BY DAVID V BARRETT
CARDINAL Ivan Dias, prefect of the Congregation for Evangelisation, has told bishops assembled at the Lambeth Conference that they are heading towards "spiritual Alzheimer's" and "ecclesial Parkinson's".
His comments appear to be an emphatic criticism of the decision to ordain women bishops and openly gay clergy in some parts of the Anglican Communion.
He said: "Much is spoken today of diseases like Alzheimer's and Parkinson's. By analogy, their symptoms can, at times, be found even in our own Christian communities. For example, when we live myopically in the fleeting present, oblivious of our past heritage and apostolic traditions, we could well be suffering from spiritual Alzheimer's.
"And when we behave in a disorderly manner, going whimsically our own way without any co-ordination with the head or the other members of our community, it could be ecclesial Parkinson's."
Cardinal Dias is part of a high-profile Catholic delegation at Lambeth which includes Cardinal Walter Kasper, president of the Pontifical Council for Promoting Christian Unity, and Cardinal Cormac Murphy-O'Connor.
Mgr Mark Langham, former administrator of Westminster Cathedral, is also present at the conference. He was appointed to the Pontifical Council for Promoting Christian Unity earlier this year.
Cardinal Dias's dramatic intervention follows a letter from the Vatican Secretary of State Cardinal Tarcisio Bertone which was given to everyone attending the conference.
He told the bishops that Benedict XVI was praying for them, adding: "You may be certain that many Catholic brothers and sisters join him in commending the participants in the conference to the loving care of our heavenly Father."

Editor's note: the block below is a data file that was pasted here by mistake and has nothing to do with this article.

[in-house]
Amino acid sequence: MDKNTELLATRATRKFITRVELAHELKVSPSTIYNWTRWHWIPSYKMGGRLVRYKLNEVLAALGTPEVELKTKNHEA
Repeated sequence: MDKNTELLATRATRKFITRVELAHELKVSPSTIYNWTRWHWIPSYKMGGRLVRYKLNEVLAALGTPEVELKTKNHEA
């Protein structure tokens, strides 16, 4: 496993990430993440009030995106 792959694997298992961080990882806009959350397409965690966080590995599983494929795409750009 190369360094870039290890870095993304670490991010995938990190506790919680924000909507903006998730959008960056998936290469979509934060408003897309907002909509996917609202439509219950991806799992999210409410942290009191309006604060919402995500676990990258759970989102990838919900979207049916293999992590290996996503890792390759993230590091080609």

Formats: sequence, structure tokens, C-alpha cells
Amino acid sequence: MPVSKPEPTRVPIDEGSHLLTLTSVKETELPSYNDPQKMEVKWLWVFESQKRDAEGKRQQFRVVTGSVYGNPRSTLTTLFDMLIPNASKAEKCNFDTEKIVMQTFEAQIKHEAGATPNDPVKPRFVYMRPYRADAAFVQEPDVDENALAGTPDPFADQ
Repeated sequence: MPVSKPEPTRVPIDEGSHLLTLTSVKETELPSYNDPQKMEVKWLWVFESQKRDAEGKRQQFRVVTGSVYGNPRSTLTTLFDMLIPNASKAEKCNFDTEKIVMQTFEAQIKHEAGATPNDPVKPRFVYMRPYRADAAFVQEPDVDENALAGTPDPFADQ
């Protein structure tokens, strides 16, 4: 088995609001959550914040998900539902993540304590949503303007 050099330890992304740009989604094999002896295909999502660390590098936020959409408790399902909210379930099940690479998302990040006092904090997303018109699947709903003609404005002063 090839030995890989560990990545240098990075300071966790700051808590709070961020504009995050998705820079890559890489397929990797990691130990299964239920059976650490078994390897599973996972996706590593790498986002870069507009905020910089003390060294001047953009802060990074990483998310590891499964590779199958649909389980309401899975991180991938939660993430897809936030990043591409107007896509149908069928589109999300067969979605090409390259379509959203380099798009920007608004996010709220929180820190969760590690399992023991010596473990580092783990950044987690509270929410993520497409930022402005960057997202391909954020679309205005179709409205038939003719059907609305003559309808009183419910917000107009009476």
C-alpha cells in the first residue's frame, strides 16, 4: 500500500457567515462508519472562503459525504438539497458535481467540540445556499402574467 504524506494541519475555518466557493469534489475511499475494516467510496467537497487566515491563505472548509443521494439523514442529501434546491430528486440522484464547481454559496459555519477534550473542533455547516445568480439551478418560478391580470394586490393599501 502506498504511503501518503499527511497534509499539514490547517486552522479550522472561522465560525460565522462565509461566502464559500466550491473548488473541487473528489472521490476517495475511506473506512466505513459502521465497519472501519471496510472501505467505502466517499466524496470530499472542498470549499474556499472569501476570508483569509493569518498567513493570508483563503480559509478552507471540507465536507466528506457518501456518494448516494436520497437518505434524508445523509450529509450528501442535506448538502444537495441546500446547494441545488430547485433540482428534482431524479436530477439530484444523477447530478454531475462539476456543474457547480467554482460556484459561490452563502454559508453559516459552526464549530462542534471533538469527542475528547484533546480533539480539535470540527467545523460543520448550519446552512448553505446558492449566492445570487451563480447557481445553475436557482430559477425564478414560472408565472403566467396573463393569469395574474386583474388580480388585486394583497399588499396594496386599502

But he also warned of "a grave challenge to the hope for full and visible unity" between the Anglican Communion and Catholic Church. He referred to "new issues that have arisen in our relationship" clearly referring to the problems over women bishops and gay clergy.
The conference, held at the University of Kent in Canterbury, is attended by more than 600 bishops. As well as Anglicans, there are bishops from a number of churches in communion with the Anglican community, including the Old Catholic Churches of the Union of Utrecht.
A further 230 bishops a quarter of those invited ate boycotting the conference in protest at the Anglican Communion not disciplining the American Episcopalian Church for consecrating the openly gay Gene Robinson as Bishop of New Hampshire.
Archbishop Vincent Nichols of Birmingham urged Catholics to pray for the success of the Lambeth Conference. Speaking from Australia, where he took part in World Youth Day, the archbishop said: "A weakened Anglican Communion, or Church of England, does not help the proclamation of the Christian faith."